Article continues below

Although the message from the pulpit can seem like the "main act," going to church is about relating to one another in Christian community. Spread so thin from our jobs, college schedules, parenting responsibilities, meetings, volunteer opportunities, community activism, social media, and extracurricular activities galore, we in the Western church hardly have time for each other. Many Christians are lonely; many people are lonely. We come to church eager for friendship, to connect with God and with one another, because he made us for relationship.

Yet, the format of most Sunday church services rarely affords more interaction outside a handshake or "nice to meet you." We sit shoulder to shoulder for 20 minutes of music, 5 minutes of announcements, 40 minutes of lecture, and 10 minutes of music to close. The greatest opportunity for community happens in the courtyard after service or on the slow trot to the car. Deepening relationships at church usually requires more time (which few of us have)–an additional Bible study, a prayer group, a mid-week community group to get "plugged in." Meanwhile, the most interactive learning on Sunday morning consists of asking, "What did you think of the sermon?"

Which brings us back to Mazur and this notion of flipping classrooms. He says, "Harvard is Harvard not because of the buildings, not because of the professors, but because of the students interacting with one another." We regularly remind ourselves the church is not merely a building. Would we allow that the church is not the church because of our pastor's sermons, but because of the interaction of the congregation, the formation of community around the Word of God?

Incorporating more opportunities to interact with one another during the Sunday service both addresses our need for community and our need to engage more deeply with the pastor's instruction. How would it be if, instead of a Sunday morning 40-minute lecture, the pastor chopped his teaching into four shortened podcasts or You Tube videos for the congregation to listen to during the week. What if we actually asked questions about the topic or discussed the teaching with others? What if the pastor directed us with prompts, texts to read, and specific questions about what we learned mid-week? What if each "sermon" was collected into a downloadable eBook that we could share with friends, available for reference on our e-readers, and accessible for discussion during the Sunday morning church service?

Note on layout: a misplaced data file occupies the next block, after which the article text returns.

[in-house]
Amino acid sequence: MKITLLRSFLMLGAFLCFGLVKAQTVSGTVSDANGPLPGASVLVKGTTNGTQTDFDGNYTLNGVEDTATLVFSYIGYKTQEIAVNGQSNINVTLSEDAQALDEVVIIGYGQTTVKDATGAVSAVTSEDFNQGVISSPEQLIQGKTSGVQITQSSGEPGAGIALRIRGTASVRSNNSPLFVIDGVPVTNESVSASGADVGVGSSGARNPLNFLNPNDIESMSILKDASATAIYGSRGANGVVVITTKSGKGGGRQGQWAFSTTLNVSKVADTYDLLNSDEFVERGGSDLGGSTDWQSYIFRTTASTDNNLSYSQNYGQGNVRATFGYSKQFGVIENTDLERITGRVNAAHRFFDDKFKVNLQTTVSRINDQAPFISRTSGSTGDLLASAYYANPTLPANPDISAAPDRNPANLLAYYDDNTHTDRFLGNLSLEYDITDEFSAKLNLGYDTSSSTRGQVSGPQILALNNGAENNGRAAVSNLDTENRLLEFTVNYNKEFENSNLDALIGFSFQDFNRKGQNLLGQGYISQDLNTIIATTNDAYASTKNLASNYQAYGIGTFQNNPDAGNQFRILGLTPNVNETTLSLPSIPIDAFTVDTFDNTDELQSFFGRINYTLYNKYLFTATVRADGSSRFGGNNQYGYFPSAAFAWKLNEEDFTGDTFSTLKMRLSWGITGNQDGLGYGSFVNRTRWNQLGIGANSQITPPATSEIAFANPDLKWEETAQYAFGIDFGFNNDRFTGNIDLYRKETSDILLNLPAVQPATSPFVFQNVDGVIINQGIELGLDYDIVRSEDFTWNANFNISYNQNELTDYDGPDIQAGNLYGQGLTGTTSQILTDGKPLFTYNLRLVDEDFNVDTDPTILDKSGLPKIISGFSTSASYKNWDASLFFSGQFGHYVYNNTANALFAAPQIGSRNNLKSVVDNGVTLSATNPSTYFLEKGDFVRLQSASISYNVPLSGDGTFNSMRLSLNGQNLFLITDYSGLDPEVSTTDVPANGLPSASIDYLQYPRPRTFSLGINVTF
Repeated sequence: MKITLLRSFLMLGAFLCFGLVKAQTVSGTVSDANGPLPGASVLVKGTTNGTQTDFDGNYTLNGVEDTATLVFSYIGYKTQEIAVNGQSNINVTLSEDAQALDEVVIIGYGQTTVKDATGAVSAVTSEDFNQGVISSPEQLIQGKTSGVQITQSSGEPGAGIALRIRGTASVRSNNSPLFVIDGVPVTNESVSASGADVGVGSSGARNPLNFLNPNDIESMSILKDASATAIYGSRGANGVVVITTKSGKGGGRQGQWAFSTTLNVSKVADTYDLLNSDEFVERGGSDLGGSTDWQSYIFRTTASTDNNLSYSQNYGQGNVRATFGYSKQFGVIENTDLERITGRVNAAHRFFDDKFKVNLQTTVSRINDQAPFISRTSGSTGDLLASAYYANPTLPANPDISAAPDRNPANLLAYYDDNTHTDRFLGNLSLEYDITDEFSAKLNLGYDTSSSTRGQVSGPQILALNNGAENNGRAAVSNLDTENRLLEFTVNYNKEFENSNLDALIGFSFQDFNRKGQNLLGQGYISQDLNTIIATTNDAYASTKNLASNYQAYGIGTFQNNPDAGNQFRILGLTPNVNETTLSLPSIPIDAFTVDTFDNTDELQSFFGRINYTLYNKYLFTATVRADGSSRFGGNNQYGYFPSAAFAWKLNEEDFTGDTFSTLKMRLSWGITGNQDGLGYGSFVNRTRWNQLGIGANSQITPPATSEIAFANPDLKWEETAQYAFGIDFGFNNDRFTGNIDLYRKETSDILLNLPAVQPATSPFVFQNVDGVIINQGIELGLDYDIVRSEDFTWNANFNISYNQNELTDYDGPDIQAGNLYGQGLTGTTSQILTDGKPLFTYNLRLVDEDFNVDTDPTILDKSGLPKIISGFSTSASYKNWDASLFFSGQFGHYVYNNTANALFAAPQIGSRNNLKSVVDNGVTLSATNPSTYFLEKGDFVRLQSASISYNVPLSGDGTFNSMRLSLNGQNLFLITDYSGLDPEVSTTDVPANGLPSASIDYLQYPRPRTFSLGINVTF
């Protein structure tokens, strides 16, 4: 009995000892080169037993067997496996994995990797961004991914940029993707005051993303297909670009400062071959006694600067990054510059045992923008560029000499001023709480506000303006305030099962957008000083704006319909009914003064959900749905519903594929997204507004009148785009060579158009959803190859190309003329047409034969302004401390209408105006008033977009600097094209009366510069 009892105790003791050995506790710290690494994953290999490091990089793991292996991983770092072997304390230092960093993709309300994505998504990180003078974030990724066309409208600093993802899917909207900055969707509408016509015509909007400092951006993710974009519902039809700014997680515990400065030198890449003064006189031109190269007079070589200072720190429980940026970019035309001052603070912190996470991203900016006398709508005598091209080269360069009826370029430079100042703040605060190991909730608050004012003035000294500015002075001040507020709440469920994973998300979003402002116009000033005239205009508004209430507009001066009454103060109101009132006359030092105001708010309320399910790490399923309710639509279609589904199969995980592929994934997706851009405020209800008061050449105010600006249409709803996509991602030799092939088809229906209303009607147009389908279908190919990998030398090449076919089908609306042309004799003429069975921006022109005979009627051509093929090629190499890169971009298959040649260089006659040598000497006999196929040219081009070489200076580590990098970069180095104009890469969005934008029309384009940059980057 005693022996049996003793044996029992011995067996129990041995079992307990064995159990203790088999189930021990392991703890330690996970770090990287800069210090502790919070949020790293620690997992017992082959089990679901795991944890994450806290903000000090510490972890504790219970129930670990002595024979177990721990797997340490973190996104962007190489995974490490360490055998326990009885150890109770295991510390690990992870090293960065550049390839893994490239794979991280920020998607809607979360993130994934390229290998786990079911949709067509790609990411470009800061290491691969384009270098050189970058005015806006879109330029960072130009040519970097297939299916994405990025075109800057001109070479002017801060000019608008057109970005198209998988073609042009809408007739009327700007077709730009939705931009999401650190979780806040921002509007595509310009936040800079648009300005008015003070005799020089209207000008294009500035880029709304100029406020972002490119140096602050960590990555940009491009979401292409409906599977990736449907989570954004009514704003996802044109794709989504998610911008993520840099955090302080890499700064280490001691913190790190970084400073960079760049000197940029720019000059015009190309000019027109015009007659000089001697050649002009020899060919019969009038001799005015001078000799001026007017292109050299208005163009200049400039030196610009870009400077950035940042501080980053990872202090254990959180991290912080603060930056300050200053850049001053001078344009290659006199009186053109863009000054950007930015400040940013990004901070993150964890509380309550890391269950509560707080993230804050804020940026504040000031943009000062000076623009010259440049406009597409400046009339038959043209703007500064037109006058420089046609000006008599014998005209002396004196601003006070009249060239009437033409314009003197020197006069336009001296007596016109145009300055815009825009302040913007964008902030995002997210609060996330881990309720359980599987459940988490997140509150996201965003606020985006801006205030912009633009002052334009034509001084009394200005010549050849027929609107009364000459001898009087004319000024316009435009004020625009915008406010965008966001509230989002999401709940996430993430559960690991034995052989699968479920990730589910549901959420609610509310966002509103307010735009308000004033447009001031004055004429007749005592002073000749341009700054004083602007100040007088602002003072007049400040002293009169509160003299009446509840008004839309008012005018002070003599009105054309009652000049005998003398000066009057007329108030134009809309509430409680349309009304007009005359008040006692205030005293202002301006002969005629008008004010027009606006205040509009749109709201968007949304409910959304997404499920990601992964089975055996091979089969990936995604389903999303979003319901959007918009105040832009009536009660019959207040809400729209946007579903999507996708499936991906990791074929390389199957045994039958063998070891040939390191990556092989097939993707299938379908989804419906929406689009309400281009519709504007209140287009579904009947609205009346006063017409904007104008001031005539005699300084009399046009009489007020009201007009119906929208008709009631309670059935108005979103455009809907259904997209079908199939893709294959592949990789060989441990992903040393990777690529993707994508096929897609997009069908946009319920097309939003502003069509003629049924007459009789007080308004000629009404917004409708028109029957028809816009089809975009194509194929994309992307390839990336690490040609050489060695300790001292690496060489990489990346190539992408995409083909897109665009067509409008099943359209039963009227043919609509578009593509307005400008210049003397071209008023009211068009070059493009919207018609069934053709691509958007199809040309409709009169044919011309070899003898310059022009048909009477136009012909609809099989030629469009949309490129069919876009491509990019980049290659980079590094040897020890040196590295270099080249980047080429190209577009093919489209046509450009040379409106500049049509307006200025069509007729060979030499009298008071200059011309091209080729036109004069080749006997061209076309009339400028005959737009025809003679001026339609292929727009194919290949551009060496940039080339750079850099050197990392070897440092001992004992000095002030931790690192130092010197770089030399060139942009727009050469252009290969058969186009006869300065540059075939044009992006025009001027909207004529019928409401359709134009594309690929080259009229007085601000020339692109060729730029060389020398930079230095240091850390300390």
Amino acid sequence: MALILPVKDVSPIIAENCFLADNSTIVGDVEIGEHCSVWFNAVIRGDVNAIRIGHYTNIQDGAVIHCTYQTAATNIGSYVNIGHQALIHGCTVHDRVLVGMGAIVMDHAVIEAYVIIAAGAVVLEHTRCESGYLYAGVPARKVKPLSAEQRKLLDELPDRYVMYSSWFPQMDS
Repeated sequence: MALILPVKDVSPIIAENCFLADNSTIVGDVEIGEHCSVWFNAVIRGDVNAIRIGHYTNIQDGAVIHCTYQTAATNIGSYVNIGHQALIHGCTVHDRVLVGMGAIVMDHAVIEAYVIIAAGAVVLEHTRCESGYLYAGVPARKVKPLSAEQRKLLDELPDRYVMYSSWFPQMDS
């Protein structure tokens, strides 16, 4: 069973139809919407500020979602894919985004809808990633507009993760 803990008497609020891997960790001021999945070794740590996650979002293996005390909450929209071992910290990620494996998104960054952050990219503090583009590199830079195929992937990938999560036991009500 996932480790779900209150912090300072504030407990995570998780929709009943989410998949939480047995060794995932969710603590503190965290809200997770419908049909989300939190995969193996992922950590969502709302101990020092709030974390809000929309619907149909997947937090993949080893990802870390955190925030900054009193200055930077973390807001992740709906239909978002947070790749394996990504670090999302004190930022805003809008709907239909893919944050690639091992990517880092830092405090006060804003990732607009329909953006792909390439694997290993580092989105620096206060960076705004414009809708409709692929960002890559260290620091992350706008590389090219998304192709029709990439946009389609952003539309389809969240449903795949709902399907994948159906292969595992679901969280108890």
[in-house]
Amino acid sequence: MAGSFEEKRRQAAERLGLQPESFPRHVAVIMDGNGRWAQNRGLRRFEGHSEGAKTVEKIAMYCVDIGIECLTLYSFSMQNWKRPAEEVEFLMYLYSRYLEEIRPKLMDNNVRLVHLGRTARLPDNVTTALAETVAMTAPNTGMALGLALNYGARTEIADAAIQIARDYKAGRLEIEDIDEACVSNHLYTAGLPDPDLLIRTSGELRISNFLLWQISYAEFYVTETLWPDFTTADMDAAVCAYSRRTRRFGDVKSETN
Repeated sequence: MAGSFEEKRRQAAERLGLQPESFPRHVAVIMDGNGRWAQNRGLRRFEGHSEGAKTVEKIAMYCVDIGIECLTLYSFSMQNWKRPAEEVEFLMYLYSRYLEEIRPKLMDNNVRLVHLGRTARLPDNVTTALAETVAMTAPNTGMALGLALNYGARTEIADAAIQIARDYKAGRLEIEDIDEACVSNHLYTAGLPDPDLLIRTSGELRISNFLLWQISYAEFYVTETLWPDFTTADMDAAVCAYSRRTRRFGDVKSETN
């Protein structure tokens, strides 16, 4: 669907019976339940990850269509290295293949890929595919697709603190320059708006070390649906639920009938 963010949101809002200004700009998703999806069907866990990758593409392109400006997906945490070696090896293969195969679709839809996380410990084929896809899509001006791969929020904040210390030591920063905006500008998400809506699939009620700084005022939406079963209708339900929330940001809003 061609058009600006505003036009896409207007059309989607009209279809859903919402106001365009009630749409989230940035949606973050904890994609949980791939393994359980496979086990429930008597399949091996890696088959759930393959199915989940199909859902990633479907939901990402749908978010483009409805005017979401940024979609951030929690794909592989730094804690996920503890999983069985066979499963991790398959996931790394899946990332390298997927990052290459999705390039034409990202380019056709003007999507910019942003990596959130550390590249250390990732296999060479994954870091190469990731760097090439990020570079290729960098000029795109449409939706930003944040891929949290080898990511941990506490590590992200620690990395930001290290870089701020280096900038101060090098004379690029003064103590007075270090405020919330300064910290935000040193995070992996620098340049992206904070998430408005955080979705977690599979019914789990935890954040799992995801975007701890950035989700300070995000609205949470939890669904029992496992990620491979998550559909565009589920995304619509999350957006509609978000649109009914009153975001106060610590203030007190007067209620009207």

I'm not arguing, of course, that every person has such a limited attention span, or that the sermon is dead. Nor am I saying we should forfeit the Sunday worship gathering in exchange for 40-minutes of John Ortberg in our jammies on a Thursday morning via iTunes. I appreciate that many countries do not have access to technology, therefore the idea of altering our teaching pedagogy does not apply.

I also recognize the importance of the pastor remaining the key facilitator and leader of the Sunday morning worship hour. Yet if learning is most effective as a social experience, as Mazur argues, perhaps we should reevaluate our current teaching methodology to include more interactive learning in our chapels and sanctuaries, rather than just in classrooms and lecture halls.

Karen E. Yates lives in southern California and is a writer, non-profit consultant, dabbler in book marketing, and sushi addict. A mother of three children, two by birth and one via adoption, she writes on spiritual formation, books, motherhood, and church culture. She blogs at KarenEYates.com. You can also follow her on twitter: @KarenYates11.

Posted: